Mieczysław Zygfryd Słowikowski (Jazgarzew, near Warsaw, 1896–1989, London), also known as "Rygor-Słowikowski," was a Polish Army officer whose intelligence work in North Africa facilitated Allied preparations for the 1942 Operation Torch landings.

Life[edit | edit source]

Słowikowski joined the Polish Army in 1918 and fought in the Polish-Soviet War of 1919-1921.

After completing advanced military studies in 1925, he worked at the Polish Ministry of Defense. For four years he served on Marshal Józef Piłsudski's staff. In 1937 he was transferred to the Ministry of Foreign Affairs and appointed secretary at the Polish Consulate in Kiev in Soviet Ukraine. His actual function, however, was collecting intelligence in southern Russia.

Early in World War II, Słowikowski served in the Polish Army in France. When France capitulated to Adolf Hitler's Germany in June 1940, Słowikowski organized the clandestine evacuation of Polish military personnel, and later an intelligence service that reported to Polish military authorities in London.

In July 1941 Słowikowski left for Algiers, where (using the codename "Rygor" — Polish for "Rigor") he set up "Agency Africa," one of World War II's most successful intelligence organizations. His Polish allies in these endeavors included Lt. Col. Gwido Langer and Major Maksymilian Ciężki. The information gathered by the Agency was used by the Americans and British in planning the amphibious November 1942 Operation Torch landings in North Africa. These were the first large-scale Allied landings of the war, and their success in turn paved the way for the Allies' Italian campaign.

British historian M. R. D. Foot, in his foreword to Słowikowski's book In the Secret Service, writes:

Rygor, as he called himself [...], knew all the rules; and knew when to break them. Never go near children; but his son was with him, then in his earliest teens, and was a useful watchman. Never employ women on technical military tasks; but his wife helped him with his ciphering. Never go near the hostile security services; but he made friends with a disaffected senior police officer, who kept him and his family supplied with all the false papers they needed. In the teeth of every sort of obstacle — both locally, and in the shape of impractical instructions from the Poles in exile in London — he and the sub-agents he organized provided masses of data, military, economic and political, which played a leading part in the planning of operation 'Torch', the Anglo-American invasion of Algeria and Morocco in November 1942.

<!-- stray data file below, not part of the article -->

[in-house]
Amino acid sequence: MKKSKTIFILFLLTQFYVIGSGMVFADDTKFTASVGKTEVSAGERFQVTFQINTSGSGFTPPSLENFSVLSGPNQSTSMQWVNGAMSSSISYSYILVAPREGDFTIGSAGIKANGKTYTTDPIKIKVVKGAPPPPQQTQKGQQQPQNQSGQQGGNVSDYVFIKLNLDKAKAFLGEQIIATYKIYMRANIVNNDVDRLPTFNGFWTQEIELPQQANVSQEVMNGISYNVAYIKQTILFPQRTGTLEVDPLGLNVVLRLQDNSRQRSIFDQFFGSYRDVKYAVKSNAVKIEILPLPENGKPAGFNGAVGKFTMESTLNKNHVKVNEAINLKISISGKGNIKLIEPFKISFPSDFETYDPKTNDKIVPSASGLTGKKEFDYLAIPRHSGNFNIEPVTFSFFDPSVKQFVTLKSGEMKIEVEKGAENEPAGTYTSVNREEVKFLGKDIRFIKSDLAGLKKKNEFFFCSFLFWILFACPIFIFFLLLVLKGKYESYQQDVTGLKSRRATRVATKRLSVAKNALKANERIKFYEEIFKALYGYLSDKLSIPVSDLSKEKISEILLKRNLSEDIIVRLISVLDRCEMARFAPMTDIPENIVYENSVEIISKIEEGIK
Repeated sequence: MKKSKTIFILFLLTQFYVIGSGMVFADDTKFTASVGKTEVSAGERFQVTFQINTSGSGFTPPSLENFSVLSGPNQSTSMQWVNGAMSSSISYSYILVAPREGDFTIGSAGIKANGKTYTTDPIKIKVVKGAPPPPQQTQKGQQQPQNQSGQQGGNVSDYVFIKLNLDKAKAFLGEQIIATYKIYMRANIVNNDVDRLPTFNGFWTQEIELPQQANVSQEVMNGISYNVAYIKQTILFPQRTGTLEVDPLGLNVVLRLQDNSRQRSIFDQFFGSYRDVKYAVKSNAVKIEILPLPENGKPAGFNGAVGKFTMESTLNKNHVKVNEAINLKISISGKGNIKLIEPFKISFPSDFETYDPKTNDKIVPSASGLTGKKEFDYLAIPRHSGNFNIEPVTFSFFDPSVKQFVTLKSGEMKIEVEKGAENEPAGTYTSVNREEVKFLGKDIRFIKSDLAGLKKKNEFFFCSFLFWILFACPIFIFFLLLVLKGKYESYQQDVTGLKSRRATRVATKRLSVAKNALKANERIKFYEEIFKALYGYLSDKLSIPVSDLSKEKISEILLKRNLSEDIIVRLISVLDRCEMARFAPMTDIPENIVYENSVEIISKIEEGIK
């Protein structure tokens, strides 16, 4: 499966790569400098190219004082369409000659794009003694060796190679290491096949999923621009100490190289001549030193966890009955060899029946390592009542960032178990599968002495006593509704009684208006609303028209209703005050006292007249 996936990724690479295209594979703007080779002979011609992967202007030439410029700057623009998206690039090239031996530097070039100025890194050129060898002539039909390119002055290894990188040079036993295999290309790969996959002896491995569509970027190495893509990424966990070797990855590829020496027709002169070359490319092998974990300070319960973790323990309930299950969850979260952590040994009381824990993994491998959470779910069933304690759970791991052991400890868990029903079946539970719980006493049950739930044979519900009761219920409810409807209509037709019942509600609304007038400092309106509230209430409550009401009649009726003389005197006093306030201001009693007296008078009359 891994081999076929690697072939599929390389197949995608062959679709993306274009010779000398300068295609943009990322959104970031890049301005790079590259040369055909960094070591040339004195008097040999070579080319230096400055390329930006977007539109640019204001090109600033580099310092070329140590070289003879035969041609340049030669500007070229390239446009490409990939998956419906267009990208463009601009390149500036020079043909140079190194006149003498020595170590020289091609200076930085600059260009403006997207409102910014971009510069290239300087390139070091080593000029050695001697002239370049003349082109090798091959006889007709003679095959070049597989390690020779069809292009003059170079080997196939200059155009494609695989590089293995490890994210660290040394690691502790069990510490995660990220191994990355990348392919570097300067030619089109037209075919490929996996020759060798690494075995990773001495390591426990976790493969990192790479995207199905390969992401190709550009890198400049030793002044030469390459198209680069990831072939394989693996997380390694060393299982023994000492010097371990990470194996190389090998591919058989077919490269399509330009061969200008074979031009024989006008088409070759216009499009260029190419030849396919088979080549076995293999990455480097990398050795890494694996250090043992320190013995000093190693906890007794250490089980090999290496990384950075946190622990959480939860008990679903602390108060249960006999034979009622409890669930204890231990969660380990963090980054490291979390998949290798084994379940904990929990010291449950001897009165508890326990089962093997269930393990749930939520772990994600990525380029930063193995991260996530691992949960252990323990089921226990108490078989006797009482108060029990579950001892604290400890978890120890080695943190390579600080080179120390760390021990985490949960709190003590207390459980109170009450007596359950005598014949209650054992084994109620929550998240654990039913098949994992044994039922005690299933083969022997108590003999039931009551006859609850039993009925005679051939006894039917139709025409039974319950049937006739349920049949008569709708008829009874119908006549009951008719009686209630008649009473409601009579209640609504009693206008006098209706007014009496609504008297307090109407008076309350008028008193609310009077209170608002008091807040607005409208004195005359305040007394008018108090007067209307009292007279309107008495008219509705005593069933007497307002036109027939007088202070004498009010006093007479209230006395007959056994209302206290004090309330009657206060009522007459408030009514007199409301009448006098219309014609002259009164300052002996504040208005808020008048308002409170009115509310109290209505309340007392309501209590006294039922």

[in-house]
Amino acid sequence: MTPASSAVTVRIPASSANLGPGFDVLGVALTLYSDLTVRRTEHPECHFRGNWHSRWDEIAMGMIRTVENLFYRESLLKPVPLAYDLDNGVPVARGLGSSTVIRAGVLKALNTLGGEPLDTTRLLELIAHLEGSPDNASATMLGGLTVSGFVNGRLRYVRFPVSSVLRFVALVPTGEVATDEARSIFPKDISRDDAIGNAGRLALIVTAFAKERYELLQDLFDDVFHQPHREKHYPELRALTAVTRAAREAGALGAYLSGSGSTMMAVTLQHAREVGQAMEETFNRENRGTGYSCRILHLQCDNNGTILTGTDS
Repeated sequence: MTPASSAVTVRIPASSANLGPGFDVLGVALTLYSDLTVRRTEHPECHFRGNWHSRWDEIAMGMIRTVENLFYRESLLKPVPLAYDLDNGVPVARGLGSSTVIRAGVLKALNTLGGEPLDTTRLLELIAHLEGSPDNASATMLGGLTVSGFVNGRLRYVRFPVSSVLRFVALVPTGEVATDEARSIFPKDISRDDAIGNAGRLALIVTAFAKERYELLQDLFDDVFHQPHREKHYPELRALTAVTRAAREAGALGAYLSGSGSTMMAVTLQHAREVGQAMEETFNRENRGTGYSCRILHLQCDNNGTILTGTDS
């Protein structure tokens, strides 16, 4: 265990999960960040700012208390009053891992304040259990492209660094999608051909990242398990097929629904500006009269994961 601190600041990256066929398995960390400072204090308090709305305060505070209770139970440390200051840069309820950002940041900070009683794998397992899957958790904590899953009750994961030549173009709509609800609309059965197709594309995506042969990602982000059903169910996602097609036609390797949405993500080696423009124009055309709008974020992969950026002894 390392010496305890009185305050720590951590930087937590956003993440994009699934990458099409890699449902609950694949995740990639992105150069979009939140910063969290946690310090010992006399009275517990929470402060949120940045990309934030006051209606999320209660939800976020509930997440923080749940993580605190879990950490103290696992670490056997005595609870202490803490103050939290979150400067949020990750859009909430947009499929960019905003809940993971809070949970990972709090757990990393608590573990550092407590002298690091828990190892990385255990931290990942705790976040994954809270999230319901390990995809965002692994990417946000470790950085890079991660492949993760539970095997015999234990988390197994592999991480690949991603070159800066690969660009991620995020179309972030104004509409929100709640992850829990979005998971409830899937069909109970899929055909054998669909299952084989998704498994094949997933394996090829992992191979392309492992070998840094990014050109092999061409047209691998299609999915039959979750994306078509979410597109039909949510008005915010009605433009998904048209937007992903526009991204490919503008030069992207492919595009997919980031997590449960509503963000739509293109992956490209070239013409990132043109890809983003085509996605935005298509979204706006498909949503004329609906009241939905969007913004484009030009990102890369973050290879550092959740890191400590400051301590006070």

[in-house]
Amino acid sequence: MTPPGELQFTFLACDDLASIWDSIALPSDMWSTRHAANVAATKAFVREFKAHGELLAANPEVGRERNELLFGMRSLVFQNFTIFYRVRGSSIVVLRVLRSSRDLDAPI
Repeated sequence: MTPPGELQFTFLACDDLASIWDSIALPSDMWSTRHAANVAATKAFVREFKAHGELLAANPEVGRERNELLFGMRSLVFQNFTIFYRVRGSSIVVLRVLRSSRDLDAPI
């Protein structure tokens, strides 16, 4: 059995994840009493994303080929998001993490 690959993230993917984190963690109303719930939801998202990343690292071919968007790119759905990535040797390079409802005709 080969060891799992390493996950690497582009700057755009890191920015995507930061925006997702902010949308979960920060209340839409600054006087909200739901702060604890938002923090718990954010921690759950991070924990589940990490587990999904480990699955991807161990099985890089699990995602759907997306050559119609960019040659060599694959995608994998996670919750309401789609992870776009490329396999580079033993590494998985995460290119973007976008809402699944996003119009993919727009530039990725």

For his invaluable contributions to the Allied North African campaign, Słowikowski was on March 28, 1944, decorated with Britain's Order of the British Empire and received from General Jacob Devers, Deputy Commander-in-Chief of Allied Forces in North Africa, the American Legion of Merit. The ceremony was held on Algiers' Place du Gouvernement. Polish military authorities had already decorated Major Słowikowski in August 1943 with Poland's Gold Cross of Merit with Swords.

In September 1944 Słowikowski transferred to Great Britain, where he was posted to Scotland as chief of staff of the Polish Infantry Training Centre at Crieff.

Demobilized in 1947, he settled in London.

See also[edit | edit source]

References[edit | edit source]

  • Major-General M.Z. Rygor Slowikowski, In the Secret Service: the Lighting of the Torch, translated by George Slowikowski and Krystyna Brooks, with foreword by M.R.D. Foot, London, The Windrush Press, 1988.
  • Tessa Stirling et al., Intelligence Co-operation between Poland and Great Britain during World War II, vol. I: The Report of the Anglo-Polish Historical Committee, London, Vallentine Mitchell, 2005.

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